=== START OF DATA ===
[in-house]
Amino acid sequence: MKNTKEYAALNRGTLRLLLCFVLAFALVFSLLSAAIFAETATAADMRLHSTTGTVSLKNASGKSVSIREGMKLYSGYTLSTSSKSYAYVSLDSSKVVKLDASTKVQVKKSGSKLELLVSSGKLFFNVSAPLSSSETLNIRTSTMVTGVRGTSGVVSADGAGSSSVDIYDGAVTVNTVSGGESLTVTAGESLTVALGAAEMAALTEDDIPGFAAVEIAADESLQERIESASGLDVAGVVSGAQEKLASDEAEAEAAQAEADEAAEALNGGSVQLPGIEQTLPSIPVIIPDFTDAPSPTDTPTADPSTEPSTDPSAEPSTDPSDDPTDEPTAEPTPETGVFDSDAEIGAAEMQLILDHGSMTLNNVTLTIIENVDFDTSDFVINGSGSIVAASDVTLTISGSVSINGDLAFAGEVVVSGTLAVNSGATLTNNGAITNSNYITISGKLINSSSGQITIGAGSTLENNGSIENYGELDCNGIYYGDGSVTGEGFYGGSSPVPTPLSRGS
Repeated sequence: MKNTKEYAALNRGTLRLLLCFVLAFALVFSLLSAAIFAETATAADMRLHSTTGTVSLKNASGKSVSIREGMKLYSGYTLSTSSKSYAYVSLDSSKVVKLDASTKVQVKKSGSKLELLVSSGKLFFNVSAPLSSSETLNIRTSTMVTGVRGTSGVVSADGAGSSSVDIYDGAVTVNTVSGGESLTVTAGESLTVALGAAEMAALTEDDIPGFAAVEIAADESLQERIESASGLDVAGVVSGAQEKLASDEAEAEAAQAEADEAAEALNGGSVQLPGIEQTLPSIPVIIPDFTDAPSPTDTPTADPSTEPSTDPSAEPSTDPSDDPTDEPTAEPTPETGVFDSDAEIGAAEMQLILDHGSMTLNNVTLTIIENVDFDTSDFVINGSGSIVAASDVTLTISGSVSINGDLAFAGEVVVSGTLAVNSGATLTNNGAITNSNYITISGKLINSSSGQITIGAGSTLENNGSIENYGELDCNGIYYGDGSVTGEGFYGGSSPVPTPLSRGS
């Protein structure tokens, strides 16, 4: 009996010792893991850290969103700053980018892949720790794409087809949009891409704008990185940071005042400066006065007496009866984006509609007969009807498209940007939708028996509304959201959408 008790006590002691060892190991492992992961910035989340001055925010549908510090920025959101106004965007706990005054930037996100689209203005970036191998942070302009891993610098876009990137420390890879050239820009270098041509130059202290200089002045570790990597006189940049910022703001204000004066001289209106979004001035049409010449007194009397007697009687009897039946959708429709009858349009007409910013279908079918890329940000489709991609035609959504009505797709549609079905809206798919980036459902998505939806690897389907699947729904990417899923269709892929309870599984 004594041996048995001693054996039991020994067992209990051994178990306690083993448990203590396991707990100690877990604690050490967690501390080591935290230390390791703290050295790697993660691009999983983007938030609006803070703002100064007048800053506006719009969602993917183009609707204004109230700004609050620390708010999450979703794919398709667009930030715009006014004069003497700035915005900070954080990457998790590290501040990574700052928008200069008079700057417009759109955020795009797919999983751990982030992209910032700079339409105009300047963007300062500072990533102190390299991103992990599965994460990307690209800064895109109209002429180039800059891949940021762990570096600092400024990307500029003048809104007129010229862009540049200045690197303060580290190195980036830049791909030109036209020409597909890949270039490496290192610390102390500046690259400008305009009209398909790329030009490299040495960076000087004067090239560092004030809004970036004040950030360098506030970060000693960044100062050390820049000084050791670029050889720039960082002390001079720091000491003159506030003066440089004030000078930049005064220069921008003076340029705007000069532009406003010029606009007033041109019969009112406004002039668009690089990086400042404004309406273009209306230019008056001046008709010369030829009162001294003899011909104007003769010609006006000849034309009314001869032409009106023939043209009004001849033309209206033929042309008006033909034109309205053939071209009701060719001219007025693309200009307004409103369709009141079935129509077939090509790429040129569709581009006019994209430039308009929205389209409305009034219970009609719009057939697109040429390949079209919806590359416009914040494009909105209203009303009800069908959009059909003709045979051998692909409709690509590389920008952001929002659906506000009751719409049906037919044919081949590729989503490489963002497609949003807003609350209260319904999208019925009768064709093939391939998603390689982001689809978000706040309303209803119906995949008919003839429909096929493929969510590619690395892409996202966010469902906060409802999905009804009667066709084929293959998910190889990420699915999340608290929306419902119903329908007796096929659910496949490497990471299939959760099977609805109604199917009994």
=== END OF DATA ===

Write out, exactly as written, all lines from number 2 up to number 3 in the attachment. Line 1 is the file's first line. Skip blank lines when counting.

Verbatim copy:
Amino acid sequence: MKNTKEYAALNRGTLRLLLCFVLAFALVFSLLSAAIFAETATAADMRLHSTTGTVSLKNASGKSVSIREGMKLYSGYTLSTSSKSYAYVSLDSSKVVKLDASTKVQVKKSGSKLELLVSSGKLFFNVSAPLSSSETLNIRTSTMVTGVRGTSGVVSADGAGSSSVDIYDGAVTVNTVSGGESLTVTAGESLTVALGAAEMAALTEDDIPGFAAVEIAADESLQERIESASGLDVAGVVSGAQEKLASDEAEAEAAQAEADEAAEALNGGSVQLPGIEQTLPSIPVIIPDFTDAPSPTDTPTADPSTEPSTDPSAEPSTDPSDDPTDEPTAEPTPETGVFDSDAEIGAAEMQLILDHGSMTLNNVTLTIIENVDFDTSDFVINGSGSIVAASDVTLTISGSVSINGDLAFAGEVVVSGTLAVNSGATLTNNGAITNSNYITISGKLINSSSGQITIGAGSTLENNGSIENYGELDCNGIYYGDGSVTGEGFYGGSSPVPTPLSRGS
Repeated sequence: MKNTKEYAALNRGTLRLLLCFVLAFALVFSLLSAAIFAETATAADMRLHSTTGTVSLKNASGKSVSIREGMKLYSGYTLSTSSKSYAYVSLDSSKVVKLDASTKVQVKKSGSKLELLVSSGKLFFNVSAPLSSSETLNIRTSTMVTGVRGTSGVVSADGAGSSSVDIYDGAVTVNTVSGGESLTVTAGESLTVALGAAEMAALTEDDIPGFAAVEIAADESLQERIESASGLDVAGVVSGAQEKLASDEAEAEAAQAEADEAAEALNGGSVQLPGIEQTLPSIPVIIPDFTDAPSPTDTPTADPSTEPSTDPSAEPSTDPSDDPTDEPTAEPTPETGVFDSDAEIGAAEMQLILDHGSMTLNNVTLTIIENVDFDTSDFVINGSGSIVAASDVTLTISGSVSINGDLAFAGEVVVSGTLAVNSGATLTNNGAITNSNYITISGKLINSSSGQITIGAGSTLENNGSIENYGELDCNGIYYGDGSVTGEGFYGGSSPVPTPLSRGS